As business owners ourselves, we applaud the efforts and success of Burns and Ellis. It takes a lot of hard work and knowledge to maintain an independent business in any situation, but in today’s economy it is especially challenging. In fact, some of the fixtures in the new store are from other local bookstores that did not fare as well.  According to the Press, Burns said the proprietors of those stores were happy to have a piece of their own history continue in another independent bookstore. 

We are pleased to call them our Main Street neighbors and wish them much success. 

The Federal Stimulus & The Local Grocer: ECON 101

The students at Barlow Mountain and Scotland Elementary Schools don’t use the water fountains – they drink bottled water.

This is not a personal choice, this is a necessity which stems from the fact that chloride levels in the school’s water supply exceed state health standards. Fortunately, however, Ridgefield is on the short list to receive federal stimulus money to cover more than half of $1.45 million North Street water main project.

Ridgefield’s Weir Farm is also benefiting from the federal stimulus funds. The park just received $457,000 in federal stimulus money to help complete three projects.

These stimulus items remind me of the “multiplier effect,” one of the fundamentals of macro-economics. The concept is that any money spent on stimulus has to circulate, and how often or how quickly it circulates (the “multiplier”) determines how effective it is in stimulating the economy.

For example, Ridgefield gets money and pays contractors for the waterworks. In turn, they hire employees or subcontractors. That help goes out and buys groceries. The grocer hires additional help. And so on.  Every time a dollar changes hands in an economic transaction, it adds to our "Gross Domestic Product," the measure of our domestic economy.

Reasonable minds can and do differ about what kinds of spending have better multipliers or whether tax cuts are a better multiplier than outright spending. The bottom line for any small business is that the process of circulation takes time, so we have to accept that the changes to our practice or business will also take time.

Summer in a Small Town

This blog often reports on the issues that transpire within small towns. Every once in a while, events happen in towns like ours that make you forget the conflicts and appreciate the value of living here. In Ridgefield, that would be our Family Fourth and Sale-a-bration — two of the best and most beloved free events in town.

As Mack Reid of the Ridgefield Press put it, the Sale-a-bration was “an opportunity for shoppers and strollers to reconnect with that smaller-town Ridgefield of the older, simpler days.” Over 30 vendors and non-profit organizations put out their wares and interacted with locals and visitors.

And each year on July 4, more than 4,000 people gather on the fields of Ridgefield High School to share food, friendship and fireworks. Sponsored by Ridgefield Bank and Carnall Insurance, the sight of neighbors and local vendors sharing snacks and smiles with one another truly incites feelings of community, which one doesn’t often see in the pattern of everyday living. The businesses present at the celebration, such as Ancona’s Market and Chez Lenard, have been staples in the town for years, and their owners often greeted many customers by name.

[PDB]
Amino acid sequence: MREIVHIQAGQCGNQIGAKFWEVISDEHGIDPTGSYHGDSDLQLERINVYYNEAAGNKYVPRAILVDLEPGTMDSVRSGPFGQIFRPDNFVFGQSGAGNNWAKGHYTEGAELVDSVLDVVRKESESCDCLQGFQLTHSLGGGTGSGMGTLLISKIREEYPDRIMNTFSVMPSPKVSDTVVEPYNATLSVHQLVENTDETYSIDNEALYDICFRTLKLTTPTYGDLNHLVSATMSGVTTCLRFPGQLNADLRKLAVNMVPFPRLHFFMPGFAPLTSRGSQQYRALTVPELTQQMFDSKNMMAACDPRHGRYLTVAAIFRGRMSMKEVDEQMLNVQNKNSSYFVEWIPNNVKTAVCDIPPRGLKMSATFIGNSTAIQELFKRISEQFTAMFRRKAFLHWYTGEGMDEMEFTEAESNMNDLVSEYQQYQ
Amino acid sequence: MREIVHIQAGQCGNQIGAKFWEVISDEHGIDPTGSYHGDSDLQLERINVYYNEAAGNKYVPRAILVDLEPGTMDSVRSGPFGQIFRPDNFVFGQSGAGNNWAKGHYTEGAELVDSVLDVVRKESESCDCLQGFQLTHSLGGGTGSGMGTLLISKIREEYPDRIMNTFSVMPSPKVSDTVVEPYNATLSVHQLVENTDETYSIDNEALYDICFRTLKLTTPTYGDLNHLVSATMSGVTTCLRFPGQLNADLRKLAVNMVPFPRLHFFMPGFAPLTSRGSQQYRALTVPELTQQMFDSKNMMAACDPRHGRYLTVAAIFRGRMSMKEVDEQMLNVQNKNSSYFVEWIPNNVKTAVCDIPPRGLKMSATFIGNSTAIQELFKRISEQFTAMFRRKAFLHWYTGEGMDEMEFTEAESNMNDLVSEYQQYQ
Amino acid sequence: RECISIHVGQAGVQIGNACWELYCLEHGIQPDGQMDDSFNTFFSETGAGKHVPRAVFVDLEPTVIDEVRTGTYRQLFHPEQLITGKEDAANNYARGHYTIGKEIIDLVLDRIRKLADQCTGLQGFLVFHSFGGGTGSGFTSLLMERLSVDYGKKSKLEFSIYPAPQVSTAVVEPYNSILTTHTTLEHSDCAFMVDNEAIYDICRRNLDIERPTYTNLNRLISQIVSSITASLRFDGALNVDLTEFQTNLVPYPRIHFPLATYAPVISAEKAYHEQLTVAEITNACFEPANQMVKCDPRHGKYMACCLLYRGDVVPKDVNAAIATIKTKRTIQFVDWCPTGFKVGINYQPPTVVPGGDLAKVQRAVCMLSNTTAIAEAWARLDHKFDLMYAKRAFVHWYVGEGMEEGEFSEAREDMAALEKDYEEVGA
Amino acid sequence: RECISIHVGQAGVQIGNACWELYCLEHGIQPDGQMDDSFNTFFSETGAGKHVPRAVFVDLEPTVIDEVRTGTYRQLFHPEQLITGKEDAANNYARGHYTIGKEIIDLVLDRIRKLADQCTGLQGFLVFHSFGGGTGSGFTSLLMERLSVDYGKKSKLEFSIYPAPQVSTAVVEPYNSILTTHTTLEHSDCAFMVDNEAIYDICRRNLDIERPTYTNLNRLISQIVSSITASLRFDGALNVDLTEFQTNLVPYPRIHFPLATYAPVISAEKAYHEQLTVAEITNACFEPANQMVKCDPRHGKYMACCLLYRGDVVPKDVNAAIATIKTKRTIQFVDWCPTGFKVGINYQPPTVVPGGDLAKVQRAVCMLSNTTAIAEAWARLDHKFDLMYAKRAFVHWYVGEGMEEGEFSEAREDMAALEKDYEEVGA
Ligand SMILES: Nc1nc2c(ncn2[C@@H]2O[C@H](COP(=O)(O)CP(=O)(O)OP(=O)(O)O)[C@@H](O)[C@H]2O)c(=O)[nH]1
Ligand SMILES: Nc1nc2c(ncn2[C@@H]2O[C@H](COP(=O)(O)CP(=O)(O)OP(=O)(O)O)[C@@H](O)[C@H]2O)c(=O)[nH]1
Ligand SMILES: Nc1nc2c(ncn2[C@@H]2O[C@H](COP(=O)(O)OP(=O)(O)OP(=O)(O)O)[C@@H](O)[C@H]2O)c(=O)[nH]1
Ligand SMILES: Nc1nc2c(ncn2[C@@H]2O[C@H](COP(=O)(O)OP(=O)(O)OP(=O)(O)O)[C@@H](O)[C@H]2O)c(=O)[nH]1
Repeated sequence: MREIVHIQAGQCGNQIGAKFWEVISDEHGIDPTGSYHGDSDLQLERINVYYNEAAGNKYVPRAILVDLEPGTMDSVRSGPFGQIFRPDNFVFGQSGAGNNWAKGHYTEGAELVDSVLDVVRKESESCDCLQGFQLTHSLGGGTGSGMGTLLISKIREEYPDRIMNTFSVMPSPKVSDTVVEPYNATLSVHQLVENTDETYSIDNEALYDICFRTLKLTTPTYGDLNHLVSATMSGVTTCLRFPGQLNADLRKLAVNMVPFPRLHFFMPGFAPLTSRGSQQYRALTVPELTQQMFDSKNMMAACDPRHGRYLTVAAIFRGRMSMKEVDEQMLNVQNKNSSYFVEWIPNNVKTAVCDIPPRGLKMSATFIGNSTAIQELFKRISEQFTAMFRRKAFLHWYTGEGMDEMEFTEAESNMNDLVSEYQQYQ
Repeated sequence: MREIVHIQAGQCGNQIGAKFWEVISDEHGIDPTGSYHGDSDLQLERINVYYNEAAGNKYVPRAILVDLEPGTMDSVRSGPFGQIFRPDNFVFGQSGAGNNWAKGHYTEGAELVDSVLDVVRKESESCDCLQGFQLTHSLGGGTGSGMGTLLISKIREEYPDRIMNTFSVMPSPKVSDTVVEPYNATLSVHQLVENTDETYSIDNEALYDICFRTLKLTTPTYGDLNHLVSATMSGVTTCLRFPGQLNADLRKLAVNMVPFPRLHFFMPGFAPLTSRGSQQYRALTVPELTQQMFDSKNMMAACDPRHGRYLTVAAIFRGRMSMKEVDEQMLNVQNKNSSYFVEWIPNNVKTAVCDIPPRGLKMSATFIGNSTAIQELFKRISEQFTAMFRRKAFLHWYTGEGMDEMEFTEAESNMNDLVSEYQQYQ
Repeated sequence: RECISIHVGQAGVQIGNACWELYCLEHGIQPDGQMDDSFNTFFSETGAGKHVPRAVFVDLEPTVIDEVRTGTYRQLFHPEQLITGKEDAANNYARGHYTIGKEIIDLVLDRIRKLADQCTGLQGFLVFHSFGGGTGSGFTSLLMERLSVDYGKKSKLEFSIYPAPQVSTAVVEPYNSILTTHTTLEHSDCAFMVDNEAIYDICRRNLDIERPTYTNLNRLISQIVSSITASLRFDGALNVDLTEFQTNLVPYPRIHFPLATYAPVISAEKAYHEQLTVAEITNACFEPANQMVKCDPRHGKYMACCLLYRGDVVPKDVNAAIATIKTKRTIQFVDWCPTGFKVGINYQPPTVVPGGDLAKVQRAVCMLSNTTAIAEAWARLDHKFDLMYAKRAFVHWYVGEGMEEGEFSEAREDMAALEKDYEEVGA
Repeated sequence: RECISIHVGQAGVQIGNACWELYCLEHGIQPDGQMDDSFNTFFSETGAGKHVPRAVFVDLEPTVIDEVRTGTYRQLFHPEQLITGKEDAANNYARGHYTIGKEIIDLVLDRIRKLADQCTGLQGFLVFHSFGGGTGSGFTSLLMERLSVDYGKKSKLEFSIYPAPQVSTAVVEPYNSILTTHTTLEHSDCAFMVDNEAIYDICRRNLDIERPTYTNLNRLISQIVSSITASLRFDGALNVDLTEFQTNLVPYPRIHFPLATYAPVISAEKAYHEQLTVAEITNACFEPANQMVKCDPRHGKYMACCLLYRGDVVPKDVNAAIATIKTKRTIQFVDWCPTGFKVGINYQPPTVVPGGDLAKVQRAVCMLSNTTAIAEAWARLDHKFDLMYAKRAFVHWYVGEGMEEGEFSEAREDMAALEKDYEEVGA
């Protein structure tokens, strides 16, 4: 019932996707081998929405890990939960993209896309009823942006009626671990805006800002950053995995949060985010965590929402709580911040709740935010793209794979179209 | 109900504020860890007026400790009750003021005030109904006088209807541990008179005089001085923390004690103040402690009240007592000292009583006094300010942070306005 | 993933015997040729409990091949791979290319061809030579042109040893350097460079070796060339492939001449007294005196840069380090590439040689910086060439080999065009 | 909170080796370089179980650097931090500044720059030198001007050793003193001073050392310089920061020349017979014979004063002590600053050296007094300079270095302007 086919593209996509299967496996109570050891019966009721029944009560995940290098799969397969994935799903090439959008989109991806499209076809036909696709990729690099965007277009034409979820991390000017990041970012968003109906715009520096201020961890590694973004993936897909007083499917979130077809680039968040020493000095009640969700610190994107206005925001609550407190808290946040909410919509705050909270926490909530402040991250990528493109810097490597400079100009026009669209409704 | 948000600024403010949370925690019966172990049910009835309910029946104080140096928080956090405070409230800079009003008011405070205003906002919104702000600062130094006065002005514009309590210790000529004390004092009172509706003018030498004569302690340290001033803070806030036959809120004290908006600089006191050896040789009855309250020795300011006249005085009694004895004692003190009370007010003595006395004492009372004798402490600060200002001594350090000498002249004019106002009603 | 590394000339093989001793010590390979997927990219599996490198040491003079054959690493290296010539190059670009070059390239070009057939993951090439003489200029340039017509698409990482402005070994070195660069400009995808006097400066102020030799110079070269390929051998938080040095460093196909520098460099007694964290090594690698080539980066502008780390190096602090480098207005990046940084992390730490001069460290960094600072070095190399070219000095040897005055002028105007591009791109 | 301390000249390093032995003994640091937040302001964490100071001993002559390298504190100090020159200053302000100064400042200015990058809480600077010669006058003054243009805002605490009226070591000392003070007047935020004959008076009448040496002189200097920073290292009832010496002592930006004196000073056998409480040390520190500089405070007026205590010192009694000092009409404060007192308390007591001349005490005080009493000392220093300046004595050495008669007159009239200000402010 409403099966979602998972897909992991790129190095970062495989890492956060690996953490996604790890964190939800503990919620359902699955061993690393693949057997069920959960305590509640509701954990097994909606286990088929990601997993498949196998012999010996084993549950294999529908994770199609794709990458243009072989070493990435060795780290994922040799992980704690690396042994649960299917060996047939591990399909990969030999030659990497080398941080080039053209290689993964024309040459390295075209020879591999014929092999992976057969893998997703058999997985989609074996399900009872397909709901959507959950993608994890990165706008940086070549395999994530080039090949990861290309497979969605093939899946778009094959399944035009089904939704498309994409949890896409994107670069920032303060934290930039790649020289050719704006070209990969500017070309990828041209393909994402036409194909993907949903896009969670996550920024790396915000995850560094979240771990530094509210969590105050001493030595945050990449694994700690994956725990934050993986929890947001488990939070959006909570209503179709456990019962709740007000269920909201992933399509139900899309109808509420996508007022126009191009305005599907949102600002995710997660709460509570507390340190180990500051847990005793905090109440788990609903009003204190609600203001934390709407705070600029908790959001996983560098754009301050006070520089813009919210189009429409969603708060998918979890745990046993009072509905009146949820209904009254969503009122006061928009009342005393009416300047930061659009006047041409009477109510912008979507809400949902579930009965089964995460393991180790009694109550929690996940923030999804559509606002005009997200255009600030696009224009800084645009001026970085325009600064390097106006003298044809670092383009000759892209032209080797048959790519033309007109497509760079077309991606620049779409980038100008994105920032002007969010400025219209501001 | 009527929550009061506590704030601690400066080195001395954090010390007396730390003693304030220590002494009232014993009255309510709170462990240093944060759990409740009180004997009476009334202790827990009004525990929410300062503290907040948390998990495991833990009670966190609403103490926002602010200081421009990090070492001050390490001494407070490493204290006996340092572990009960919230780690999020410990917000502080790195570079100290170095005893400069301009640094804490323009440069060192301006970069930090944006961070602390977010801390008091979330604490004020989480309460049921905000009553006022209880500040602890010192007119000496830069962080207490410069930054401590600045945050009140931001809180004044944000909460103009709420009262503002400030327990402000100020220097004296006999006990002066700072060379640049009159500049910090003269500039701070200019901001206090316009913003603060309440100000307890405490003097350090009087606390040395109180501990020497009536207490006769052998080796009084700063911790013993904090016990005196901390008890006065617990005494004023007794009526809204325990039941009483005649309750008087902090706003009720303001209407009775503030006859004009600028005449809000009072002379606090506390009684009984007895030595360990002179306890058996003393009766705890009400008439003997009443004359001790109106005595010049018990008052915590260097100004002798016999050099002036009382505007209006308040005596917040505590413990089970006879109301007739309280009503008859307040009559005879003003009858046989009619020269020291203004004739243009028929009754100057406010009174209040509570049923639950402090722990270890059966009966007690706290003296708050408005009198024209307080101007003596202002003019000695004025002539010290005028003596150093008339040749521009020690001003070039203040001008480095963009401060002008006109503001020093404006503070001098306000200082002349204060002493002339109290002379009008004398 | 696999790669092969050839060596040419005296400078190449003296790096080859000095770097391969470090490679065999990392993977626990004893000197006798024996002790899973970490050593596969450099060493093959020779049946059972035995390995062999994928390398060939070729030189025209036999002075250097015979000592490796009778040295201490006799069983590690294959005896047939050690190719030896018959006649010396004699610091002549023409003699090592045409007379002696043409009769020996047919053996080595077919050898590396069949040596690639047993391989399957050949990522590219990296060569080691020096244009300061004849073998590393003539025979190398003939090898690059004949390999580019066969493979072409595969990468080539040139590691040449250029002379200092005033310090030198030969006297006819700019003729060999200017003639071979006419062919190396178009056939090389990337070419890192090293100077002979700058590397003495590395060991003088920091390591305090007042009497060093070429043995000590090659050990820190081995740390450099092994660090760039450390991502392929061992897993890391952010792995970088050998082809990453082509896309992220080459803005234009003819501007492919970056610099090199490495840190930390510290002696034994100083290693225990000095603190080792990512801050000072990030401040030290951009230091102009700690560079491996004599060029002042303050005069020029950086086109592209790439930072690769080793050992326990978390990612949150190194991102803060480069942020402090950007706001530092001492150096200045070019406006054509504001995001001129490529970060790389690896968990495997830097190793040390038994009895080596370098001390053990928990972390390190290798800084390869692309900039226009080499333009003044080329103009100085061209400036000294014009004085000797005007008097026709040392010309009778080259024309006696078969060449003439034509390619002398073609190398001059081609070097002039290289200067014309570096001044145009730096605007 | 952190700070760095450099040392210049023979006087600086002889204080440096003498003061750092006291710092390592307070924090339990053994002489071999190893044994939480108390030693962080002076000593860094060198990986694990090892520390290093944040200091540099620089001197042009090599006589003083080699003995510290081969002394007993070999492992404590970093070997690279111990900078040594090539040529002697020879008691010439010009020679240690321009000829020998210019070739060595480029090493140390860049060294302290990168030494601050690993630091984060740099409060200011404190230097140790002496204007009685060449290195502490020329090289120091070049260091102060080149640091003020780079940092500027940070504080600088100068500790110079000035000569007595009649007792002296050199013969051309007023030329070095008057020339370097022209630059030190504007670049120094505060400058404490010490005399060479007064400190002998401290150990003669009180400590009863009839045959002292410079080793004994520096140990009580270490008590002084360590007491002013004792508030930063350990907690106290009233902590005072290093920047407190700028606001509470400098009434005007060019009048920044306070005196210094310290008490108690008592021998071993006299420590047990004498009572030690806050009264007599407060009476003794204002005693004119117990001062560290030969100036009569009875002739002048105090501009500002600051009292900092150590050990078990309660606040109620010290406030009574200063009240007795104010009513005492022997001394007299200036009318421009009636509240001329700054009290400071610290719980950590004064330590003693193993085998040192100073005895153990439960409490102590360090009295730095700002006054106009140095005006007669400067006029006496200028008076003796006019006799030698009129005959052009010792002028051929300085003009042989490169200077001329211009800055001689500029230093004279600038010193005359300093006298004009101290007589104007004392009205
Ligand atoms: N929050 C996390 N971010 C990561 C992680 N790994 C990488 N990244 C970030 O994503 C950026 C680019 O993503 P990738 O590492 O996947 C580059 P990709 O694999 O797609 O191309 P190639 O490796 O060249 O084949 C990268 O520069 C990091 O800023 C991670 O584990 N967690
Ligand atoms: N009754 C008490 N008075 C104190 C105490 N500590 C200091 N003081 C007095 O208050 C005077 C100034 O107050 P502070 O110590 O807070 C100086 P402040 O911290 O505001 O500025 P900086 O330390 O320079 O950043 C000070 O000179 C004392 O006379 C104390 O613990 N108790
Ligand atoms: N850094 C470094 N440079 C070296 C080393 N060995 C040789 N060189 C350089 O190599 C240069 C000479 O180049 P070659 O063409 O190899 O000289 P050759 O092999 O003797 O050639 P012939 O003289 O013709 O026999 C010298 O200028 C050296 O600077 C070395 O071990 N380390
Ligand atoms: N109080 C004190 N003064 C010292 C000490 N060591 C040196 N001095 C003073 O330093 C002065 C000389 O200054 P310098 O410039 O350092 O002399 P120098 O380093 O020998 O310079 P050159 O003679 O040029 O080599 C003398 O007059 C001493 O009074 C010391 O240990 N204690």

Participating in and/or sponsoring local events is perhaps one of the most astute, yet simple, business practices any company can employ. There is much to be said for the public appreciation for the businesses that provide the entertainment and joy that illuminates the faces of young and old alike.

When MYOB becomes NIMBY

There’s been a lot of chatter around Ridgefield lately regarding the possibility of “light and blight” ordinances. The sides of the issue seem to be split between those who believe that the government has no right to interfere with one’s private property, and those who argue that neighbors are obliged to keep their residences and outdoor lighting in respectable condition.

The catalyst for the potential blight law seems to derive from two recent cases. One involves recent reports of property owners who were ordered to serve 100 hours of community service for violation of zoning and health codes. The second case involves a reported dispute between neighbors over whether one intentionally points lights directly into the windows of the other.

According to the Ridgefield Press, Ridgefield Selectwoman Di Masters says a blight ordinance could be a trigger to get people the help they need if they are struggling to maintain their property. Also according to the Press, Town Selectman Rudy Marconi, after receiving numerous calls from residents, said the town “may need to consider a blight ordinance with very strict, specific language that would stop a homeowner from bringing down the property value of other homes.”